In Australia, the overall representations of the website must not be misleading or deceptive when it comes to the provision of goods or services, in order to comply with Australian Consumer Law.
The length of the terms matters. In a very recent case against a homeopathy website, it was noted that (at ):
The terms and conditions were exceedingly lengthy and it was highly unlikely that any visitor would trawl through them merely to access another part of the Website for free.
In this case the significance of the length was not specifically tested.
The position of the terms also matters. In another case against a major retailer, it was noted (at ) that the conditions visible:
a user accessed a link at the bottom of each page of the HN Website titled “Website Terms and Conditions”, such that it was unlikely either condition would be found by a normal reader reading the HN Catalogue or viewing the HN Website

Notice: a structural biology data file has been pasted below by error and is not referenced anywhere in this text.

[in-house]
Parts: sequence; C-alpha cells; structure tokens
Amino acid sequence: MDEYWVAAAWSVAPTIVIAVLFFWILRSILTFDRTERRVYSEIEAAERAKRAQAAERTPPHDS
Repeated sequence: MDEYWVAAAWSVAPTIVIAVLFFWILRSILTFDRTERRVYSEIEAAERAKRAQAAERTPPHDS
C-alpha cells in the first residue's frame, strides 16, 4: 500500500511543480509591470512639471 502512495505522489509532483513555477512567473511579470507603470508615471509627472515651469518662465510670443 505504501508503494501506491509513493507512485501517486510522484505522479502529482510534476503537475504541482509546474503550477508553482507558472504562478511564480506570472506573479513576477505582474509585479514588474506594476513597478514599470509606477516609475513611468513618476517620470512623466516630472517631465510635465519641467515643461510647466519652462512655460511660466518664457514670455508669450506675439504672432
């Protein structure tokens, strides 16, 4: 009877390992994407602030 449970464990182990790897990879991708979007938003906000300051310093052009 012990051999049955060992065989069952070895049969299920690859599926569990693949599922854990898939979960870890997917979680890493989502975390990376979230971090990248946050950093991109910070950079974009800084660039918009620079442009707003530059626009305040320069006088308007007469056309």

This specific matter related to a very specific claim made by the retailer, and so I can't say whether it applies in general to website terms and conditions.
Apart from the above cases, I can't find any good examples where the exact form of a website's terms have been considered in determining a case.
There are some United States cases referred to in the Wikipedia article for browse wrap. These seem to have been judged in favour of the website operator only when the terms are conspicuous, and/or when the user has had repeated exposure to them (or a link to them), for example over a number of pages. Even where the terms are linked at the bottom of the website, and a user is not required to scroll to the bottom to use the site, terms have been found unenforceable.
As far as I know, there's no statutory requirements - in Australia, at least, and quite likely anywhere else - that specify the manner and form that disclaimers may take.